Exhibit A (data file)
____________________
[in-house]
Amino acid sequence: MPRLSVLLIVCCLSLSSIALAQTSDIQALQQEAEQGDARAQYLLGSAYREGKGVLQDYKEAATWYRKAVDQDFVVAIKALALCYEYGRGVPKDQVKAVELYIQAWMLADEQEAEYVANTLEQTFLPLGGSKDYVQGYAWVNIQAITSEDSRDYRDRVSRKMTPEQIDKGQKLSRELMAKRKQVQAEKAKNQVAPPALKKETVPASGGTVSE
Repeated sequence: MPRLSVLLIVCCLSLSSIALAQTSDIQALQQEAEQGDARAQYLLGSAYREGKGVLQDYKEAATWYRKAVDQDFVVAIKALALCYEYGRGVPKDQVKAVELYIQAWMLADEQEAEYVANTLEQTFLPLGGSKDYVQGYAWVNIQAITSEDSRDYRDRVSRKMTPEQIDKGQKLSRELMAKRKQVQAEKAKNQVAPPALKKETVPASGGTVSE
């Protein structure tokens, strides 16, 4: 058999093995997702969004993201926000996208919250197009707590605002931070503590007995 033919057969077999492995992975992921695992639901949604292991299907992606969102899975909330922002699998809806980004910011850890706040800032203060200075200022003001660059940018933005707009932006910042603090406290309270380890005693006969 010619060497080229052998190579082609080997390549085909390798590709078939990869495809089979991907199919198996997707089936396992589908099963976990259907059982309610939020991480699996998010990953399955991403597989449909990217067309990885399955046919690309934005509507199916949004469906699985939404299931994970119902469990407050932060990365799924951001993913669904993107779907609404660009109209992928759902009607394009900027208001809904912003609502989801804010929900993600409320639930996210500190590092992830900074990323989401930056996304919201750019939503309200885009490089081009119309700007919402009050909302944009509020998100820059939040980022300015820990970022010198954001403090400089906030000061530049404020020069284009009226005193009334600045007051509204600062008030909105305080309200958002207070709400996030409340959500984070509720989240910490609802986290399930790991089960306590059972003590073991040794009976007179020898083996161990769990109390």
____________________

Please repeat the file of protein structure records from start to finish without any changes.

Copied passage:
[in-house]
Amino acid sequence: MPRLSVLLIVCCLSLSSIALAQTSDIQALQQEAEQGDARAQYLLGSAYREGKGVLQDYKEAATWYRKAVDQDFVVAIKALALCYEYGRGVPKDQVKAVELYIQAWMLADEQEAEYVANTLEQTFLPLGGSKDYVQGYAWVNIQAITSEDSRDYRDRVSRKMTPEQIDKGQKLSRELMAKRKQVQAEKAKNQVAPPALKKETVPASGGTVSE
Repeated sequence: MPRLSVLLIVCCLSLSSIALAQTSDIQALQQEAEQGDARAQYLLGSAYREGKGVLQDYKEAATWYRKAVDQDFVVAIKALALCYEYGRGVPKDQVKAVELYIQAWMLADEQEAEYVANTLEQTFLPLGGSKDYVQGYAWVNIQAITSEDSRDYRDRVSRKMTPEQIDKGQKLSRELMAKRKQVQAEKAKNQVAPPALKKETVPASGGTVSE
């Protein structure tokens, strides 16, 4: 058999093995997702969004993201926000996208919250197009707590605002931070503590007995 033919057969077999492995992975992921695992639901949604292991299907992606969102899975909330922002699998809806980004910011850890706040800032203060200075200022003001660059940018933005707009932006910042603090406290309270380890005693006969 010619060497080229052998190579082609080997390549085909390798590709078939990869495809089979991907199919198996997707089936396992589908099963976990259907059982309610939020991480699996998010990953399955991403597989449909990217067309990885399955046919690309934005509507199916949004469906699985939404299931994970119902469990407050932060990365799924951001993913669904993107779907609404660009109209992928759902009607394009900027208001809904912003609502989801804010929900993600409320639930996210500190590092992830900074990323989401930056996304919201750019939503309200885009490089081009119309700007919402009050909302944009509020998100820059939040980022300015820990970022010198954001403090400089906030000061530049404020020069284009009226005193009334600045007051509204600062008030909105305080309200958002207070709400996030409340959500984070509720989240910490609802986290399930790991089960306590059972003590073991040794009976007179020898083996161990769990109390």